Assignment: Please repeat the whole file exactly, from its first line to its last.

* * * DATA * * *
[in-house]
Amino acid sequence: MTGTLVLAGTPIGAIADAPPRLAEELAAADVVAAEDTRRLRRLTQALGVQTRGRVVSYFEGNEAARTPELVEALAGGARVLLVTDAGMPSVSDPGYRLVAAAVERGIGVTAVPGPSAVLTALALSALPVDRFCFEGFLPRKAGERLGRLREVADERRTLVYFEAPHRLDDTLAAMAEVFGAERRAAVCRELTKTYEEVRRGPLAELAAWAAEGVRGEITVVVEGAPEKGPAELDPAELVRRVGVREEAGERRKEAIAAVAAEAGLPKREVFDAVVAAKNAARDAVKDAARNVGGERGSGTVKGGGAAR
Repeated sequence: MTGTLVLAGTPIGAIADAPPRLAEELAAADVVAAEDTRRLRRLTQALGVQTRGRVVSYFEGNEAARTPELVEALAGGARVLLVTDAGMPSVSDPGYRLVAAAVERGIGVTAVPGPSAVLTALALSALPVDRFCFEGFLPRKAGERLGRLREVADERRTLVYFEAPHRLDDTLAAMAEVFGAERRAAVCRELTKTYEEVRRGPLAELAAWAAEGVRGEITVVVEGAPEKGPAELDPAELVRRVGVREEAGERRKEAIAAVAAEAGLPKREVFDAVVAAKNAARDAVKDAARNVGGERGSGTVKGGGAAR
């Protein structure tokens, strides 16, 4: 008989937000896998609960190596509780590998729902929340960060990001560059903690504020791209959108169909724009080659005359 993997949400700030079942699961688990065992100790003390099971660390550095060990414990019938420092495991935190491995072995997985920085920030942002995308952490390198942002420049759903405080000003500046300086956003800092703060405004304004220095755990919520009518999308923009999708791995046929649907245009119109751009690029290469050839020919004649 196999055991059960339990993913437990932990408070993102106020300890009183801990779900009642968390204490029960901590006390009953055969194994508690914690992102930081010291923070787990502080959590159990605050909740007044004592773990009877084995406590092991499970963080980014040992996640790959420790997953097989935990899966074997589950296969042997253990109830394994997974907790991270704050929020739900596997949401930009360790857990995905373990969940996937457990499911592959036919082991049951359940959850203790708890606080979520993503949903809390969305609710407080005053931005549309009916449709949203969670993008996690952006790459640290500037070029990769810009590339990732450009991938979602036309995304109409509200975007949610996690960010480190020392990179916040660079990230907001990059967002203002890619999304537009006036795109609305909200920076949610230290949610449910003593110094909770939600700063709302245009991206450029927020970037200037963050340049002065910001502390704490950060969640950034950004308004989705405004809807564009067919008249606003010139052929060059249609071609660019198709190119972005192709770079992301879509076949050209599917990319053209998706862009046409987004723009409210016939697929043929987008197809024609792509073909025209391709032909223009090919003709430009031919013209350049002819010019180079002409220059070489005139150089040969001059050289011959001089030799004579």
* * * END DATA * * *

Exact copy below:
[in-house]
Amino acid sequence: MTGTLVLAGTPIGAIADAPPRLAEELAAADVVAAEDTRRLRRLTQALGVQTRGRVVSYFEGNEAARTPELVEALAGGARVLLVTDAGMPSVSDPGYRLVAAAVERGIGVTAVPGPSAVLTALALSALPVDRFCFEGFLPRKAGERLGRLREVADERRTLVYFEAPHRLDDTLAAMAEVFGAERRAAVCRELTKTYEEVRRGPLAELAAWAAEGVRGEITVVVEGAPEKGPAELDPAELVRRVGVREEAGERRKEAIAAVAAEAGLPKREVFDAVVAAKNAARDAVKDAARNVGGERGSGTVKGGGAAR
Repeated sequence: MTGTLVLAGTPIGAIADAPPRLAEELAAADVVAAEDTRRLRRLTQALGVQTRGRVVSYFEGNEAARTPELVEALAGGARVLLVTDAGMPSVSDPGYRLVAAAVERGIGVTAVPGPSAVLTALALSALPVDRFCFEGFLPRKAGERLGRLREVADERRTLVYFEAPHRLDDTLAAMAEVFGAERRAAVCRELTKTYEEVRRGPLAELAAWAAEGVRGEITVVVEGAPEKGPAELDPAELVRRVGVREEAGERRKEAIAAVAAEAGLPKREVFDAVVAAKNAARDAVKDAARNVGGERGSGTVKGGGAAR
């Protein structure tokens, strides 16, 4: 008989937000896998609960190596509780590998729902929340960060990001560059903690504020791209959108169909724009080659005359 993997949400700030079942699961688990065992100790003390099971660390550095060990414990019938420092495991935190491995072995997985920085920030942002995308952490390198942002420049759903405080000003500046300086956003800092703060405004304004220095755990919520009518999308923009999708791995046929649907245009119109751009690029290469050839020919004649 196999055991059960339990993913437990932990408070993102106020300890009183801990779900009642968390204490029960901590006390009953055969194994508690914690992102930081010291923070787990502080959590159990605050909740007044004592773990009877084995406590092991499970963080980014040992996640790959420790997953097989935990899966074997589950296969042997253990109830394994997974907790991270704050929020739900596997949401930009360790857990995905373990969940996937457990499911592959036919082991049951359940959850203790708890606080979520993503949903809390969305609710407080005053931005549309009916449709949203969670993008996690952006790459640290500037070029990769810009590339990732450009991938979602036309995304109409509200975007949610996690960010480190020392990179916040660079990230907001990059967002203002890619999304537009006036795109609305909200920076949610230290949610449910003593110094909770939600700063709302245009991206450029927020970037200037963050340049002065910001502390704490950060969640950034950004308004989705405004809807564009067919008249606003010139052929060059249609071609660019198709190119972005192709770079992301879509076949050209599917990319053209998706862009046409987004723009409210016939697929043929987008197809024609792509073909025209391709032909223009090919003709430009031919013209350049002819010019180079002409220059070489005139150089040969001059050289011959001089030799004579």